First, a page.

"Even political power—as in the case of Increase Mather—was within the grasp of a successful priest"
Increase Mather (1688)
Public DomainIncrease Mather (1688) - Credit: Jan van der Spriet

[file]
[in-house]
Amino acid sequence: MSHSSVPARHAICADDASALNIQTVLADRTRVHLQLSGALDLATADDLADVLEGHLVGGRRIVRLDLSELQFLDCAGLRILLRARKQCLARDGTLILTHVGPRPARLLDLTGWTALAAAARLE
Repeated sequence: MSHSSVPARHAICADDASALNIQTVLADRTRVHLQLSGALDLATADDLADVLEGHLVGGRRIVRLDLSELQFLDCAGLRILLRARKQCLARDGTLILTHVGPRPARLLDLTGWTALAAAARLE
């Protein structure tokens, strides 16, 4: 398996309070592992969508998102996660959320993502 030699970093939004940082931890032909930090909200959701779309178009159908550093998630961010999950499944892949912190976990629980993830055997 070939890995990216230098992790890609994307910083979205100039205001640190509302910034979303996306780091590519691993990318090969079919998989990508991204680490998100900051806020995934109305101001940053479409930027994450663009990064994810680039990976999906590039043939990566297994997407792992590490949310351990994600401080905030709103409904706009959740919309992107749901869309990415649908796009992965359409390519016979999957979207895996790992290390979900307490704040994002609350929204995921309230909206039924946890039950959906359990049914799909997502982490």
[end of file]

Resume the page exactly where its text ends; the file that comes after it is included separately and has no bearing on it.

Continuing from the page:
The wonderfully-named Increase Mather (1639-1723) was one of the most prominent Puritan ministers in New England. With politics and religion so intimately entwined, his ministerial responsibilities dovetailed with his involvement in government and he served as envoy to England from 1688-92. His greatest achievement was securing a new charter for the colony which restored many of its earlier privileges. Mather was also of a scholarly bent, serving as the president of Harvard College and penning several blistering jeremiads. These evidence a dogmatic Puritan mind which saw everything from bad weather to Native American warfare as tokens of God’s wrath at the colony’s back-sliding. He did, however, offer a tempering influence at the witch trials, arguing against the use of spectral evidence and torture to extract confessions. “It were better,” he famously declared, “that ten suspected witches should escape, than that one innocent person should be condemned.”